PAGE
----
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Zeni Geva - Maximum Money Monster

I've no idea what Zeni Geva sound like today since their reappearance in 2000 but way back in the late eighties, early nineties Zeni Geva were responsible for a series of seminal releases of guitar noise including Nai-Hai, Total Castration and, this one, Maximum Money Monster. Zeni Geva were one helluva beast with a ravaging noise-rock sound that sucked in so many influences and spat out a sound that was at turns crushing and punishing. There was little middle ground. Just listen to Maximum Money Monster and you can pick up on bits of hardcore, punk, industrial and a degree of ferocious guitar improvisation. Zeni Geva straddled so many genres but, like so many Japanese groups, they ultimately failed to fit any, which was one of their main strengths.

Maximum Money Monster was originally released on Kevin Martin's supreme Pathological label (which in itself was an expanded reissue of Zeni Geva's Maximum Love and Fuck 4 track LP originally issued on Japan's NUX Organisation). It's fair to say Maximum Money Monster seems to feed off the early pummelling Swans releases, a sound latterly picked up by Godflesh. Right from the monstrous roar and grinding guitars that comprise the 15 minute barrage of 'Slam King' y'know this is something extremely heavy. 'Blackout' launches into full throttle head noise, lapsing into metal riffage with accelerated time changes. Yet the metal riffage here is stripped of excess, swollen with powerhouse percussion and Null's guitar histrionics that throw up noise-screech throughout. The vocal barrage is reduced to repeated refrains, usually just the title - 'Sweetheart', 'Skullfuck' - spat out in short bursts of shouts and groans. With Zeni Geva everything seemed reduced to gain maximum effect and physical impact. And despite the sheer heaviness of it all, there's no bass guitar on Maximum Money Monster. The frenetic lumbering of, say, 'Skullfuck', with its grinding guitars and apparent low-end is all achieved with the twin guitar prowess of Null and Tabata. The only concession to melody appears in Yoshida's maudlin vocal on 'On Suicide' which snags lyrics from Brecht, against a pared down and taut backbone of rhythm and guitar, which slopes off into voice and guitar acrobatics.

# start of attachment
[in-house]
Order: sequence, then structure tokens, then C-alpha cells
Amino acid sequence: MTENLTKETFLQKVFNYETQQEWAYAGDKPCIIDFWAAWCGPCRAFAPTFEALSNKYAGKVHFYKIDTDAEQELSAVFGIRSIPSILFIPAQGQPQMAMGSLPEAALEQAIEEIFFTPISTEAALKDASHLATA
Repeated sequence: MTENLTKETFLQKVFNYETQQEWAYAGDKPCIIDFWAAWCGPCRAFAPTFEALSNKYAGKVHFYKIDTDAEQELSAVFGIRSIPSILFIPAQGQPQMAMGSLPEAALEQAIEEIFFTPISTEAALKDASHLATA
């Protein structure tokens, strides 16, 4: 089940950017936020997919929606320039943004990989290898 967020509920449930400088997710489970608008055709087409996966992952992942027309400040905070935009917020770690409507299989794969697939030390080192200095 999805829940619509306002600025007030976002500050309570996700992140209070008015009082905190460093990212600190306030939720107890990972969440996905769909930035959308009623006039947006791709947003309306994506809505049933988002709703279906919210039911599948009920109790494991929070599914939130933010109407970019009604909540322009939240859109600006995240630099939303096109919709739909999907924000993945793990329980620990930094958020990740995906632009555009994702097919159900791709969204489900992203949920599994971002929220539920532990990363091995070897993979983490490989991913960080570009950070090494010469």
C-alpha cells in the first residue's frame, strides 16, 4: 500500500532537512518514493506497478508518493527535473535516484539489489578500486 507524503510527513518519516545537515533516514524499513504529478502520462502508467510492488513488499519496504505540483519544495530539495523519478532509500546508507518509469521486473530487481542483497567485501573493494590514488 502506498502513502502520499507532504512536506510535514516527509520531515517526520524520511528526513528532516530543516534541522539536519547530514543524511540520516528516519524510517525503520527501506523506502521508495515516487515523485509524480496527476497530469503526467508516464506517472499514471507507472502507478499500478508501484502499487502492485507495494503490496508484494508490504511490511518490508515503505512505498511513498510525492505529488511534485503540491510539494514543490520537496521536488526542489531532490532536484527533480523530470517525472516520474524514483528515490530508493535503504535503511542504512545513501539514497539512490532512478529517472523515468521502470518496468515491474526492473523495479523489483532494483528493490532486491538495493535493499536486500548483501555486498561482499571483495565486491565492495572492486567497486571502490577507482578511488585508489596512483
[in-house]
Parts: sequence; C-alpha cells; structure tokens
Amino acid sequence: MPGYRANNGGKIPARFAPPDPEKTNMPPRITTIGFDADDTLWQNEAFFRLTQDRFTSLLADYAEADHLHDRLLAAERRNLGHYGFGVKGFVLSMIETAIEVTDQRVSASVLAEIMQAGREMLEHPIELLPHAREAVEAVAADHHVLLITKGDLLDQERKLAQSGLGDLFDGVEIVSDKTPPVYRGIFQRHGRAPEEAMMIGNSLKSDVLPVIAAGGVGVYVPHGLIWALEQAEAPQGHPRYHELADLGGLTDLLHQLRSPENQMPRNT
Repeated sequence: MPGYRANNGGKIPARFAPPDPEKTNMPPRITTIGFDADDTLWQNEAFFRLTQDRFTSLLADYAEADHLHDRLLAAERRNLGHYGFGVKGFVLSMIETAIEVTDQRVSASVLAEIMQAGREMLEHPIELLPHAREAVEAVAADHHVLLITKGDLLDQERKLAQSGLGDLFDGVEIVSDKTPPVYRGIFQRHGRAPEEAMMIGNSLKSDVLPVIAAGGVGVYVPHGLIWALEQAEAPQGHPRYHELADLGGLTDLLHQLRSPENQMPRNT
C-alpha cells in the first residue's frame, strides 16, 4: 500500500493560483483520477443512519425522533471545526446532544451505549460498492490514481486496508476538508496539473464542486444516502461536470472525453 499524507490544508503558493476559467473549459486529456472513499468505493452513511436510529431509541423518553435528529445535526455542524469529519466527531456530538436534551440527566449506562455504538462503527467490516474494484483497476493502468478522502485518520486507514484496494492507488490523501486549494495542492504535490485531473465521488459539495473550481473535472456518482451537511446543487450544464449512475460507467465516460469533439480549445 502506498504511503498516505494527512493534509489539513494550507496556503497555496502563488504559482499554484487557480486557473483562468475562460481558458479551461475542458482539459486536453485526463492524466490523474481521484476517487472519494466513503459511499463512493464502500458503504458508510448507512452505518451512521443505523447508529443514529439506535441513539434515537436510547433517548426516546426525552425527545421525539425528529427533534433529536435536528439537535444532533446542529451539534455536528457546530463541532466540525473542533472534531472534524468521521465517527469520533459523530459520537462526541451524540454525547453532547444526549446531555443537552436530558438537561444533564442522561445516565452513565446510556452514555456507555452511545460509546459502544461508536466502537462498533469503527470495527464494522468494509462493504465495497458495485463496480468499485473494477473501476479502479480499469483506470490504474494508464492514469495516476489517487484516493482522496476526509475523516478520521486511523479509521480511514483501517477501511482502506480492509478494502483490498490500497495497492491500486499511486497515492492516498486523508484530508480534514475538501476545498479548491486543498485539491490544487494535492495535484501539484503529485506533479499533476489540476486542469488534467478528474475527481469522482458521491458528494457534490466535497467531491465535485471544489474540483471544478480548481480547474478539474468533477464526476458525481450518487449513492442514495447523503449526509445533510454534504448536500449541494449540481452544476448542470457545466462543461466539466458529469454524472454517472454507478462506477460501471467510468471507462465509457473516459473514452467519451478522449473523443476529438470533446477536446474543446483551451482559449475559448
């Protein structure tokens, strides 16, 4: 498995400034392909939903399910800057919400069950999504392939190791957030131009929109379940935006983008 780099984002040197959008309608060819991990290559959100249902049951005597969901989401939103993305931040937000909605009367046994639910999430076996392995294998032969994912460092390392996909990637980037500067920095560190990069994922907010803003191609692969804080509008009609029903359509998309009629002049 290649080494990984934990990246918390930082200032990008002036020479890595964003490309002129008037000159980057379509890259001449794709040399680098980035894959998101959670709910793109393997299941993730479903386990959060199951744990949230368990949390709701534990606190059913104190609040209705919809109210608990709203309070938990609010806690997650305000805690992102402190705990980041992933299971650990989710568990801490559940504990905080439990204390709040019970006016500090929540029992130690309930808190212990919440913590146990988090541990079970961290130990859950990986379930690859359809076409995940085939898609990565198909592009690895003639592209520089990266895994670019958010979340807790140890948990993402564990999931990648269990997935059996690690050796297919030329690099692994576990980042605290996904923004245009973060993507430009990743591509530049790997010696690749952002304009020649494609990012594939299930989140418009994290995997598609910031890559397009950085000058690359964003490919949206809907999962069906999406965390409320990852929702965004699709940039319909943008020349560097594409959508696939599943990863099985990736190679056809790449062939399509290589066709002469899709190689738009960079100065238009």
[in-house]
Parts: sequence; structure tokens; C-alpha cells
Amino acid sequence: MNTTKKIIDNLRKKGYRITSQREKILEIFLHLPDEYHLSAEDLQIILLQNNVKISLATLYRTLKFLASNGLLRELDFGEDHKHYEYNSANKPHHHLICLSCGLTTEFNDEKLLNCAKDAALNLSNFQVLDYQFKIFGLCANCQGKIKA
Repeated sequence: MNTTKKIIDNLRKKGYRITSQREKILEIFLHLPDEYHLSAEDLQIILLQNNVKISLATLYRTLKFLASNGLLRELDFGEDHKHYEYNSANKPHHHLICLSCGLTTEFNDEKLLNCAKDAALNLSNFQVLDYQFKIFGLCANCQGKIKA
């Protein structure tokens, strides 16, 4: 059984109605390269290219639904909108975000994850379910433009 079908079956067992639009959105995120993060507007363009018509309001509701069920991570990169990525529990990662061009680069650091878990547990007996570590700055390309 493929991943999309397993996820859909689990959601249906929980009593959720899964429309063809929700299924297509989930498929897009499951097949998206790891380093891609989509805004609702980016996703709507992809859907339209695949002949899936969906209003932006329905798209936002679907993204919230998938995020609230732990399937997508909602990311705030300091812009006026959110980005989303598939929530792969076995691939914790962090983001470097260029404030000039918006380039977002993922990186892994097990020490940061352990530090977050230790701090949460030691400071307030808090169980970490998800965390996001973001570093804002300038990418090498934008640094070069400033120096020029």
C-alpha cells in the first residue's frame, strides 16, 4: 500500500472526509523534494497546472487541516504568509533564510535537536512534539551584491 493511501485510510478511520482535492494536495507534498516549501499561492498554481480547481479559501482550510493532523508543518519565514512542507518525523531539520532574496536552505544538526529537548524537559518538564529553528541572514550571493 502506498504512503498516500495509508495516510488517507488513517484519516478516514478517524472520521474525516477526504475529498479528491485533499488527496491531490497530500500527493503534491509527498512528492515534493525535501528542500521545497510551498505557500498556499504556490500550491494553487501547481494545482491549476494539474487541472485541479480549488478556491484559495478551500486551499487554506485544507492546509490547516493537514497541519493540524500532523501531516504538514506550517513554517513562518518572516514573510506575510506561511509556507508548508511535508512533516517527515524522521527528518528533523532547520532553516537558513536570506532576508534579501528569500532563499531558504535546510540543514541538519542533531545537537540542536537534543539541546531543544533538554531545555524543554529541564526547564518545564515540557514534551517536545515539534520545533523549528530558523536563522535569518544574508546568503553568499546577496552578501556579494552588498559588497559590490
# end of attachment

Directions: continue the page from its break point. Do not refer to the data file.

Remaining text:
To the casual observer Maximum Money Monster may seem like a deviation from the usual Cold Spring fare. It all starts to make sense when you consider that all the members of Zeni Geva had links to Japan's burgeoning noise scene. Ikuo Taketani was drummer for Hanatarash, Tatsuya Yoshida pounded the skins for Ruins, Tabata was an ex-member of the Boredoms and featured in Marble Sheep who released Shinjuku Loft on Cold Spring (itself recently reissued on Dirter) and Null, a mainstay of the Japanese noise scene, who has collaborated with Merzbow and countless others.

This Cold Spring reissue features an additional three tracks recorded live in Tokyo in 1990. Even after all these years Maximum Money Monster still burns with a ferocious intensity. It's no wonder that Steve Albini got involved with them following this release. Great stuff. For more information go to